- phase 1 trial – This is the first clinical trial for studying an experimental drug or treatment in humans. Phase 1 trials are usually small (10-100 people) and are used to determine safety and the best dose for a drug. These trials provide information about side effects, and how the body absorbs and handles the drug. People in these trials usually have advanced disease and have already received the best available treatment.
- phase 2 trial – Phase 2 trials examine whether a drug or therapy is active against the disease it is intended to treat. Side effects are studied. A phase 2 trial is a noncomparative study, meaning the therapeutic effects and side effects of the experimental treatment are not compared to another drug or a placebo.
- phase 3 trial – Phase 3 trials are conducted to find out how well a drug or therapy works compared to standard treatment or no treatment. Phase 3 trials are large studies and usually involve several hundred to thousands of patients.
- controlled clinical trial – A controlled clinical trial divides participants into study groups to determine the effectiveness and safety of a new treatment. One group receives the experimental treatment. The other group receives placebo (an inactive substance) or the standard therapy; this group is called the control group. Comparison of the experimental group with the control group is the basis of determining the safety and effectiveness of the new treatment.
- randomized clinical trial – A randomized clinical trial involves patients who are randomly (by chance) assigned to receive either the experimental treatment or the control treatment (placebo or standard therapy).
colon cancer (KOH-lin KAN-sur): Cancer that begins in the colon, or large intestine.
conjunctivitis (kuh-n-juhngk-tuh-vahy-tis): Inflammation of the conjunctiva; the mucous membrane that lines the exposed portion of the eyeball and inner surface of the eyelids.
diarrhea (dahy-uh-ree-uh) Loose, water stools.
Dosimetrists (do·sim·e·trist): Carefully calculate the dose of radiation to make sure the tumor gets enough radiation. They develop a number of treatment plans that can best destroy the tumor while sparing the normal tissues. Many of these treatment plans are very complex. Dosimetrists work with the doctor and the medical physicist to choose the treatment plan that is just right for each patient. Many dosimetrists start as radiation therapists, and then, with very intensive training, become dosimetrists. Others are graduates of one-to-two-year dosimetry programs. The Medical Dosimetrist Certification Board certifies dosimetrists. (radiologyinfo.org)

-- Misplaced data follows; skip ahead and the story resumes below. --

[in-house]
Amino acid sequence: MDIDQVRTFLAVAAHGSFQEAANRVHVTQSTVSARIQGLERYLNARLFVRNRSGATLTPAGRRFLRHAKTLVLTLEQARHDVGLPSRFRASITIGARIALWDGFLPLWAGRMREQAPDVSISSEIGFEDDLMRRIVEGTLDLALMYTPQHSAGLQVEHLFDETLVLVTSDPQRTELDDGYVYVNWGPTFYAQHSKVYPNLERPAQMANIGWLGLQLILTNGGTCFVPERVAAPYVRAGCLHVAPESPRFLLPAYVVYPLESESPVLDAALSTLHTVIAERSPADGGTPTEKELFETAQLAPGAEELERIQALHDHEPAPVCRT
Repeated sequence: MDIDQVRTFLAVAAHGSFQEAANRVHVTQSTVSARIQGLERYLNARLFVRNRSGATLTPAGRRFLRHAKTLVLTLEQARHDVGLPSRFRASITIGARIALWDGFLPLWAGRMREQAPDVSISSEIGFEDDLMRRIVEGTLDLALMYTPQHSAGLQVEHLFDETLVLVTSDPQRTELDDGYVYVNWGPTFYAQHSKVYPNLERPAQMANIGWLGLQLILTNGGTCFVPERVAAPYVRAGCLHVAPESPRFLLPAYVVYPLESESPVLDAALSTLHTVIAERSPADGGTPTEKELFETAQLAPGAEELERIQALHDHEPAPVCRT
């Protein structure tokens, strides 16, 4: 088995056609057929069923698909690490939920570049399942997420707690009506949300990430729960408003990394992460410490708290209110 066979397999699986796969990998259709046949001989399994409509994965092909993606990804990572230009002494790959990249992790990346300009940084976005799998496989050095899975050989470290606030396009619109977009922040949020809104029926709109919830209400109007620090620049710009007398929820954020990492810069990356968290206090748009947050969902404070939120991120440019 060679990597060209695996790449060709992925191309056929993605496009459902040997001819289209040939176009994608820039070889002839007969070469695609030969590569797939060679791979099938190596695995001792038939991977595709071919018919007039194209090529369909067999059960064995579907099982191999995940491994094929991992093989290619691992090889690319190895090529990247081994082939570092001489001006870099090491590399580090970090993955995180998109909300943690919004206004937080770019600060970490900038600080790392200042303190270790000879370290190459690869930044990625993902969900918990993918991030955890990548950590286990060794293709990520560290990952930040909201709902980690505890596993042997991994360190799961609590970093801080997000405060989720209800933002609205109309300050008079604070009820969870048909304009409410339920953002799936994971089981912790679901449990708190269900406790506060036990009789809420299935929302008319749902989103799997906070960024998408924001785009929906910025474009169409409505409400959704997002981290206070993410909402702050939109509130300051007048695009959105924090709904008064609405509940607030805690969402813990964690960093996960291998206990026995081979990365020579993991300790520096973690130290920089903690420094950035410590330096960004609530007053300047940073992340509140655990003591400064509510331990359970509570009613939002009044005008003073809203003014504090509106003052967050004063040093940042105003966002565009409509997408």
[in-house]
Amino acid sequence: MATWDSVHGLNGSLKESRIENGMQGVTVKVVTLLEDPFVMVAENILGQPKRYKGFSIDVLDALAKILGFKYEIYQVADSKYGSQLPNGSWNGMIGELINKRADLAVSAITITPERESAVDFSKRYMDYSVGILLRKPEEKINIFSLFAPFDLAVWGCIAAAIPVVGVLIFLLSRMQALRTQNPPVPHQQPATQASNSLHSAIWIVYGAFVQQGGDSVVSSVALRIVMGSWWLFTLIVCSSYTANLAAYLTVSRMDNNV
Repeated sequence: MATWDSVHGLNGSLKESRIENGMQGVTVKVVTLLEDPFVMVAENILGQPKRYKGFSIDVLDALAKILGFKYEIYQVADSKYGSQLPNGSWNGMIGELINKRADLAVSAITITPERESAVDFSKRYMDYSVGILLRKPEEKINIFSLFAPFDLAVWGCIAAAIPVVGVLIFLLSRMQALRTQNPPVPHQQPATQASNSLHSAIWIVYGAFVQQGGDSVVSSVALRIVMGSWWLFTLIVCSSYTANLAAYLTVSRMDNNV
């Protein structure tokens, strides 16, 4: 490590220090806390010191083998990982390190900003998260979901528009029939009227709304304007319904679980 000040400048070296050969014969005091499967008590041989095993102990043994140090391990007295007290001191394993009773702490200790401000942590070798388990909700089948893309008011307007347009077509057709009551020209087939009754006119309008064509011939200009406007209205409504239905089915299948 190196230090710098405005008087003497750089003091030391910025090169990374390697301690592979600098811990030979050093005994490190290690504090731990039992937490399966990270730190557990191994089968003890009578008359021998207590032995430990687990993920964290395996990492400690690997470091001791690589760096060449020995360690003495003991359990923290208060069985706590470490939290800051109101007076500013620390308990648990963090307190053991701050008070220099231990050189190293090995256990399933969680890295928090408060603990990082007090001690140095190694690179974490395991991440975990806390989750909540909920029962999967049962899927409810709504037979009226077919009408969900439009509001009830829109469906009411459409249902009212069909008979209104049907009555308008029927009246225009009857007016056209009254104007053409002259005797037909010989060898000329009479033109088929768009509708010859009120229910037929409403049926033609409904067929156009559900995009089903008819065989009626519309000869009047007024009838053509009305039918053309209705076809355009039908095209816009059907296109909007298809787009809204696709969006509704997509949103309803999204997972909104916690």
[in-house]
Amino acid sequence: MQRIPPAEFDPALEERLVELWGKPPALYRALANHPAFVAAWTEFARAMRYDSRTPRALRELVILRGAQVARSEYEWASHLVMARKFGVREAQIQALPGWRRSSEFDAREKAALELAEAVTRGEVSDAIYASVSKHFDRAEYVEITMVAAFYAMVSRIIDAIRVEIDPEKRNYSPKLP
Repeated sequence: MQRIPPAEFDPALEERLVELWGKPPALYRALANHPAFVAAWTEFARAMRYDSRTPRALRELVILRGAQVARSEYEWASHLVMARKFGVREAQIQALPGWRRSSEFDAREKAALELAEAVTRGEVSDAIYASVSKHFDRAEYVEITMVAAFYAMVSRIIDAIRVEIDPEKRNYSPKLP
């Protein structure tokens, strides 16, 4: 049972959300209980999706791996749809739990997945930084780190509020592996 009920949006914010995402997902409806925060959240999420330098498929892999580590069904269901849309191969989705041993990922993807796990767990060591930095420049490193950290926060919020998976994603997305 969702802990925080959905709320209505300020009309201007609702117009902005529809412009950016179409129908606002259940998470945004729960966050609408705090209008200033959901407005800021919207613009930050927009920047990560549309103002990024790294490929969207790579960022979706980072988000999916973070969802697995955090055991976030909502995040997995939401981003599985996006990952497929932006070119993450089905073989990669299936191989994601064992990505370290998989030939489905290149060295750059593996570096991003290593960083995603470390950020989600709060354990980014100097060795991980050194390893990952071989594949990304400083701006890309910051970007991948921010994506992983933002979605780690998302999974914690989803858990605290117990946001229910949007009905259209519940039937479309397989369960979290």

dyspareunia (dis-pə-ˈrü-nē-ə, -nyə): difficult or painful sexual intercourse
dysphagia (dis-FAY-jee-yuh): Trouble swallowing.
dyspnea (DISP-nee-yuh): Shortness of breath.
EGFR inhibitors: Stands for epidermal growth factor receptor inhibitors. Epidermal growth factor is a protein in the body that stimulates some cells, including some cancer cells, to grow and multiply. EGFR inhibitors are a class of anti-cancer drugs. They work by blocking epidermal growth factor from stimulating cells to grow.
emphysema (em-fuh-ZEE-muh): A disease that affects the tiny air sacs in the lungs. Emphysema makes it harder to breathe. People who smoke have a greater chance of getting emphysema.
epistaxis (ep-uh-stak-sis): Nosebleed.
esophagitis (ee-SAH-fuh-JY-tis): Inflammation of the esophagus (the tube that carries food from the mouth to the stomach).
esophagus (eh-SAH-fuh-gus): The tube that carries food from the throat to the stomach.
evidence (EV-uh-dins): Information that is collected in an orderly way about a disease or its treatment. This information often comes from research. Evidence helps doctors and scientists understand what treatments work best on different diseases.
extensive stage SCLC: SCLC stands for small cell lung cancer. SCLC is usually staged as either “limited” or “extensive.” Extensive SCLC is cancer that has spread beyond the lung to other parts of the body. See also oat cell and small cell lung cancer.
fibrosis (fy-BROH-sis): The growth of fibrous (resembling fibers) tissue.
first line therapy: The first course of treatment used against a disease.
gene (jeen): The basic unit of heredity. Genes decide eye color and other traits. Genes also play a role in how high a person’s risk is for certain diseases. See also inherited.
gene therapy: Treatment that changes a gene. Gene therapy is used to help the body fight cancer. It also can be used to make cancer cells more sensitive to treatment.
genetic mutation: a change in the structure of a gene
Gray (Gy): The amount of radiation used in radiation therapy is measured in gray (Gy), and varies depending on the type and stage of cancer being treated.
Hazard Ratio: A measure of how often a particular event happens in one group compared to how often it happens in another group, over time. In cancer research, hazard ratios are often used in clinical trials to measure survival at any point in time in a group of patients who have been given a specific treatment compared to a control group given another treatment or a placebo. A hazard ratio of one means that there is no difference in survival between the two groups. A hazard ratio of greater than one or less than one means that survival was better in one of the groups.
hilar (HIGH-lar): Referring to the central portion of each lung where the bronchi, arteries, veins, and nerves enter and exit the lungs.